Japan is having second thoughts about relaxing the current restrictions on the number of spectators allowed to enter sporting and other major events, a senior government official said Saturday.

"We need to think about this carefully," Yasutoshi Nishimura, economy minister in charge of Japan's measures against the spread of the coronavirus, said at a press conference, referring to the government's initial plan to further ease the restrictions next month.

Tokyo's Asakusa district is crowded with visitors on June 20, 2020, the first weekend since Japan lifted its final advisories on inter-prefecture travel, based on the belief that the spread of the novel coronavirus has been kept in check. (Kyodo)

His comment came amid a recent surge in the number of infections in Tokyo and elsewhere, after the government fully ended a nationwide state of emergency in late May.

On July 10, Japan relaxed its guidance for spectators at sporting, concert and other events to a maximum of 5,000 from the previous 1,000, while the capacity at indoor venues must be kept at 50 percent or below the usual level.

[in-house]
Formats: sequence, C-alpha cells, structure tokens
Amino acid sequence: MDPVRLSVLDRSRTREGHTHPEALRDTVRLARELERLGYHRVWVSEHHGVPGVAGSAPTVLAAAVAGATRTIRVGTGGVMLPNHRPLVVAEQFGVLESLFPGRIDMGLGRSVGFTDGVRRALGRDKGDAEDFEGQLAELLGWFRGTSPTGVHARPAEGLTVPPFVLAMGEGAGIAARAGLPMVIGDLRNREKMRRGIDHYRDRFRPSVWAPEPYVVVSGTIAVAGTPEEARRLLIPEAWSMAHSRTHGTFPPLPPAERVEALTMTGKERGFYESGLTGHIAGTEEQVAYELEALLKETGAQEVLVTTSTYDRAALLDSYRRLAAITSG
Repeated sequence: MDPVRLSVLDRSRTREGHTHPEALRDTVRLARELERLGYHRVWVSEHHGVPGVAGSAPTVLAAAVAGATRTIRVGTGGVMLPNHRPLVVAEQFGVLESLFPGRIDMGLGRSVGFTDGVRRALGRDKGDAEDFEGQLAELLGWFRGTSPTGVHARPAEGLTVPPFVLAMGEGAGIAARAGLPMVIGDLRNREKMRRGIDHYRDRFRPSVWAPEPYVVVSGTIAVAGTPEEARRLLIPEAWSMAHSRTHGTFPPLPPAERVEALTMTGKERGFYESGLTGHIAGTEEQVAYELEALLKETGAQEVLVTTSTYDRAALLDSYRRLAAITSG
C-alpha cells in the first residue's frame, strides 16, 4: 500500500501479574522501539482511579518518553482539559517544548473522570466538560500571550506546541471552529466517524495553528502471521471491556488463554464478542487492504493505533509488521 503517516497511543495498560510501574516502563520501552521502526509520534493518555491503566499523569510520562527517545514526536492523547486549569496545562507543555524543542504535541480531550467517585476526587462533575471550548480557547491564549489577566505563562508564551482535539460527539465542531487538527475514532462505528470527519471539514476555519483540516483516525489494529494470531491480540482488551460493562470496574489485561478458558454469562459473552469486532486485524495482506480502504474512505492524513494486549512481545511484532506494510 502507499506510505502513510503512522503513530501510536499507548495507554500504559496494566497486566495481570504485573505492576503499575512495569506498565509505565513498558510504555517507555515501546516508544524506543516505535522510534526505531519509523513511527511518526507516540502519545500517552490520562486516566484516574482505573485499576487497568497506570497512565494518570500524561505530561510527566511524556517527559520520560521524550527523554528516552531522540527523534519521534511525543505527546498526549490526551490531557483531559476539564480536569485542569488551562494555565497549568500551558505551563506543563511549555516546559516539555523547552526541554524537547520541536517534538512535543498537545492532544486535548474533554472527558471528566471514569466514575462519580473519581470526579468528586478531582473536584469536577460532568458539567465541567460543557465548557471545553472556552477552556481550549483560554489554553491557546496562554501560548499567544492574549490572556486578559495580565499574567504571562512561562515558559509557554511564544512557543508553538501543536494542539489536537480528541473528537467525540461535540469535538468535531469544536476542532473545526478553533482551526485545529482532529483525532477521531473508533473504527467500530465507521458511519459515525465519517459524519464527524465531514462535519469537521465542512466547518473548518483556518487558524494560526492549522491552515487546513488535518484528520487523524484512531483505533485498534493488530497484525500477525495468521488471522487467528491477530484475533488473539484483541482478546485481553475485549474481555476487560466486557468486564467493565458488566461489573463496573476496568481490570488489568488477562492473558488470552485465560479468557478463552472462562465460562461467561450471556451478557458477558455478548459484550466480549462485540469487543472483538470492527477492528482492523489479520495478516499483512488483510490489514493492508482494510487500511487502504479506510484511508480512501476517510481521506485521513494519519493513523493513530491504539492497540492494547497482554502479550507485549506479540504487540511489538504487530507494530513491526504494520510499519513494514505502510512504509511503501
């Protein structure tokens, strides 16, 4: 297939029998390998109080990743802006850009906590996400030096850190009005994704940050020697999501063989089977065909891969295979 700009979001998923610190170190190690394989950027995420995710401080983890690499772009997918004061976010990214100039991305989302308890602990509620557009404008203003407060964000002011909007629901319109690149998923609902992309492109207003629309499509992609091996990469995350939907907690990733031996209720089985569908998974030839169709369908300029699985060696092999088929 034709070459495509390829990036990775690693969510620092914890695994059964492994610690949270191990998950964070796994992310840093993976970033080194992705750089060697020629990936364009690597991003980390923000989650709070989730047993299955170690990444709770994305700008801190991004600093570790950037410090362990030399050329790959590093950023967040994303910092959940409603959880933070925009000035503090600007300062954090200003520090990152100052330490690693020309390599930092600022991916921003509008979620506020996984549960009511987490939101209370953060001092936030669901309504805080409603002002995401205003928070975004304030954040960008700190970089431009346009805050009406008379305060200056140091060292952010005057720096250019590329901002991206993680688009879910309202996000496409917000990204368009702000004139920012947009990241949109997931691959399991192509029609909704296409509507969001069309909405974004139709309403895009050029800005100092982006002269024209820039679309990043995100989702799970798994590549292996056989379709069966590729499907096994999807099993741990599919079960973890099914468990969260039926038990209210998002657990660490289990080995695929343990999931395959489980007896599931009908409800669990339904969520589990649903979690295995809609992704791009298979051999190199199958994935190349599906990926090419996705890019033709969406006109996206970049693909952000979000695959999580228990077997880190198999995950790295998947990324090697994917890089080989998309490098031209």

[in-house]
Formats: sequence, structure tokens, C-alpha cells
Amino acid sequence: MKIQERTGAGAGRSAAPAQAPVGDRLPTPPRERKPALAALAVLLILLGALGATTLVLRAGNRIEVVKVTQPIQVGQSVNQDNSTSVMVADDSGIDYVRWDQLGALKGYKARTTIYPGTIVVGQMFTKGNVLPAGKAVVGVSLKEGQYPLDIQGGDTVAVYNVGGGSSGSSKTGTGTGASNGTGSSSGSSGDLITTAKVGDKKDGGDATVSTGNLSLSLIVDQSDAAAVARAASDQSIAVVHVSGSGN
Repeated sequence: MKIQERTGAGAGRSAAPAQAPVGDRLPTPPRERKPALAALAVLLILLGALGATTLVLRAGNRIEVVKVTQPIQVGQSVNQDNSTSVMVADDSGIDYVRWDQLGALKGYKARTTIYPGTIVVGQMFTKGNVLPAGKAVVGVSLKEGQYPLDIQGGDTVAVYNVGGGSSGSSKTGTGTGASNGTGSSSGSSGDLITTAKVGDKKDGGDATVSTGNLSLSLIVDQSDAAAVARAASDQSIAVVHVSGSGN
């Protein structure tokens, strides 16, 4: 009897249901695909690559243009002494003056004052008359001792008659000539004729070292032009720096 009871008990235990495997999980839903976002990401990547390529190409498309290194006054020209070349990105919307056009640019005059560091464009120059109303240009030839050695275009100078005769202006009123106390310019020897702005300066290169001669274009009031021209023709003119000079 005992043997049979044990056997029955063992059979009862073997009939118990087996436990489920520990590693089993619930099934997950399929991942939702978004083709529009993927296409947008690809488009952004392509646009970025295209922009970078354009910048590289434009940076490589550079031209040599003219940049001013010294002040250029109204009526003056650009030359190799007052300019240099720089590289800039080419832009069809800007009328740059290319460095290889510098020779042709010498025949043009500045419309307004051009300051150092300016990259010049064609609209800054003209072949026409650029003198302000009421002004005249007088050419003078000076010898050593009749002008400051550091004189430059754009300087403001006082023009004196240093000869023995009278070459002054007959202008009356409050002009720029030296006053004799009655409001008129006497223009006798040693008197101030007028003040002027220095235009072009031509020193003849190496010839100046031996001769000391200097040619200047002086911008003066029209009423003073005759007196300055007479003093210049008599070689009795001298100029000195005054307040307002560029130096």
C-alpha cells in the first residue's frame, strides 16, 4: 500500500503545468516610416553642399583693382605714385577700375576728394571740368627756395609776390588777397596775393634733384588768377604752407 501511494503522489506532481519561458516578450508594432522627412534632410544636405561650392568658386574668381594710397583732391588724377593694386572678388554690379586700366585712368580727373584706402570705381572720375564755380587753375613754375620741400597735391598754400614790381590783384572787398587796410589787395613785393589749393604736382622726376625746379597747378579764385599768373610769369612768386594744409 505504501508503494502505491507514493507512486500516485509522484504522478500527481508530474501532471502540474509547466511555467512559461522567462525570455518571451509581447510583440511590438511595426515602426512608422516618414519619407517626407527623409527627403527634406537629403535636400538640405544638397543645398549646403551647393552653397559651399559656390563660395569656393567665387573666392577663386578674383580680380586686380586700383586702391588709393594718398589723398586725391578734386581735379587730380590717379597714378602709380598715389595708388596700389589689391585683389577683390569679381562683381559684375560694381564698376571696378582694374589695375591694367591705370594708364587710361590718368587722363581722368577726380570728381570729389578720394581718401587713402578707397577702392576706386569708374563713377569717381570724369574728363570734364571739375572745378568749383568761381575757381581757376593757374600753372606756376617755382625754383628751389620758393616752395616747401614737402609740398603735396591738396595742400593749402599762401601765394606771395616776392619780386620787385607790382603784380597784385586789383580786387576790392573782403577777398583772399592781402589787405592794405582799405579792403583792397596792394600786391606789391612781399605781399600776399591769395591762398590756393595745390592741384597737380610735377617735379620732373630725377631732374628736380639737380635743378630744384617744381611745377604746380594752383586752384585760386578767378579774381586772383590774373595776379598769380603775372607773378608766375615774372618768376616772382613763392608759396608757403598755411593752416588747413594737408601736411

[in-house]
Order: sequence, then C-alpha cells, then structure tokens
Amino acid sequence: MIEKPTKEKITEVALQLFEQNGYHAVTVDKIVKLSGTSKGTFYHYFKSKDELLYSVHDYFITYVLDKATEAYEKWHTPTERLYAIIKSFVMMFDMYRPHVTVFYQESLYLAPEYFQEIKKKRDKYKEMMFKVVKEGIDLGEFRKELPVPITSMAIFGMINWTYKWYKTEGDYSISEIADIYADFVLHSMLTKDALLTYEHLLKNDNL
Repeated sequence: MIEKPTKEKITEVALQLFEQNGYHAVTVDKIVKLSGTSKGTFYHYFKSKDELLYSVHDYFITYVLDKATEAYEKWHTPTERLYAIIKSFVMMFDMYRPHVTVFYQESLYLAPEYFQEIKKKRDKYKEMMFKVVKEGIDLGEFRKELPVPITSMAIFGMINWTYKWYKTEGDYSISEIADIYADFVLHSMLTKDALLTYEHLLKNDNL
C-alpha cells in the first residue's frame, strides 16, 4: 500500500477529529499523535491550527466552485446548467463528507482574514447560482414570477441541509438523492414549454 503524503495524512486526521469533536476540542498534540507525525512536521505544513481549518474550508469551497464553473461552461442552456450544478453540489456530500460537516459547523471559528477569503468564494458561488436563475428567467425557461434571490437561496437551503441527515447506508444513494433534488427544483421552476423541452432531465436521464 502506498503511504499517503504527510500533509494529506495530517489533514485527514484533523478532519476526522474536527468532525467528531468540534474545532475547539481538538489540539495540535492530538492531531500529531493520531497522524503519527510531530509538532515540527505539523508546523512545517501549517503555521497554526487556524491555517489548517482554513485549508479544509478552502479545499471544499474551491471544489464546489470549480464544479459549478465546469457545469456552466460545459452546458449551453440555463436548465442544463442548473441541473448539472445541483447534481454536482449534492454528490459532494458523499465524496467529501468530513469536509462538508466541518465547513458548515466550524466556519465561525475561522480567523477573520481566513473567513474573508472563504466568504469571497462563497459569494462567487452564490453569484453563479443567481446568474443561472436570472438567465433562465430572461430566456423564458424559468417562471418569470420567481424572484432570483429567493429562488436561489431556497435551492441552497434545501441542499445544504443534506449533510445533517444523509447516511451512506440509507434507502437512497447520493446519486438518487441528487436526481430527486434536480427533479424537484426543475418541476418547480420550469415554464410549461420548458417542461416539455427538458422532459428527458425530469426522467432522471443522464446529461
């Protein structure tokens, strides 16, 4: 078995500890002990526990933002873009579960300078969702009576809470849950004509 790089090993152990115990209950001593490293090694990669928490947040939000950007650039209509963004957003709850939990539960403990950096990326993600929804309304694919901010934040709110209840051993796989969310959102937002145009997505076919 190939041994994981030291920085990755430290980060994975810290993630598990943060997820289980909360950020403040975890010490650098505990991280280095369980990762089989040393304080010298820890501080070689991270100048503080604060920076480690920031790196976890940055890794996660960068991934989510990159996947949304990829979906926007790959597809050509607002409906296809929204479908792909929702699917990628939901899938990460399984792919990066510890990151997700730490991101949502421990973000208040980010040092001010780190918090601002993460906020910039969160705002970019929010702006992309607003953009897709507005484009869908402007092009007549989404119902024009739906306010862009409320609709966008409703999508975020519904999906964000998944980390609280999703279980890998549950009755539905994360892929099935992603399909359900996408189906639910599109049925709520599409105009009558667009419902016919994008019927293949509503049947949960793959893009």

The government had initially planned to scrap the limits as early as Aug. 1.

Nishimura voiced concern over an increasing number of infections with unknown routes.

On Saturday, the Tokyo metropolitan government confirmed 290 new cases of the virus, following a single-day record of 293 the previous day. Across Japan, more than 660 new infections, the most since April 11, were confirmed, according to a Kyodo News tally based on information provided by authorities across the country.

The government will hold a subcommittee meeting in the near future to discuss the pros and cons of easing the crowd limits.

Tokyo's Shibuya area is crowded with people on May 30, 2020, on the first weekend after Japanese Prime Minister Shinzo Abe announced an end to the coronavirus state of emergency. (Kyodo)